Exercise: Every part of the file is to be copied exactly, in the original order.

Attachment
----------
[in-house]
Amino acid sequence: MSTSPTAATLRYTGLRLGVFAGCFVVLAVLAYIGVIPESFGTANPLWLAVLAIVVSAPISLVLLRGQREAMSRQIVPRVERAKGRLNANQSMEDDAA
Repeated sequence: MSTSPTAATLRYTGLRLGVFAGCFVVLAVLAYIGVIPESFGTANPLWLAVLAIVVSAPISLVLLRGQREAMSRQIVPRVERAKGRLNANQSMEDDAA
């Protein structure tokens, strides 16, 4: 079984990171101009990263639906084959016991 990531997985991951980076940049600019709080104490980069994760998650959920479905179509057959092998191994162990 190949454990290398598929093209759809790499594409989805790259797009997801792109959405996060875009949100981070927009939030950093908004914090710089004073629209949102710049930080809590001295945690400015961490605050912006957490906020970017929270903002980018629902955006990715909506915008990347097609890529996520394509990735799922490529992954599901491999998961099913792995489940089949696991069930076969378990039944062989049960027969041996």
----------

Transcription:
[in-house]
Amino acid sequence: MSTSPTAATLRYTGLRLGVFAGCFVVLAVLAYIGVIPESFGTANPLWLAVLAIVVSAPISLVLLRGQREAMSRQIVPRVERAKGRLNANQSMEDDAA
Repeated sequence: MSTSPTAATLRYTGLRLGVFAGCFVVLAVLAYIGVIPESFGTANPLWLAVLAIVVSAPISLVLLRGQREAMSRQIVPRVERAKGRLNANQSMEDDAA
């Protein structure tokens, strides 16, 4: 079984990171101009990263639906084959016991 990531997985991951980076940049600019709080104490980069994760998650959920479905179509057959092998191994162990 190949454990290398598929093209759809790499594409989805790259797009997801792109959405996060875009949100981070927009939030950093908004914090710089004073629209949102710049930080809590001295945690400015961490605050912006957490906020970017929270903002980018629902955006990715909506915008990347097609890529996520394509990735799922490529992954599901491999998961099913792995489940089949696991069930076969378990039944062989049960027969041996």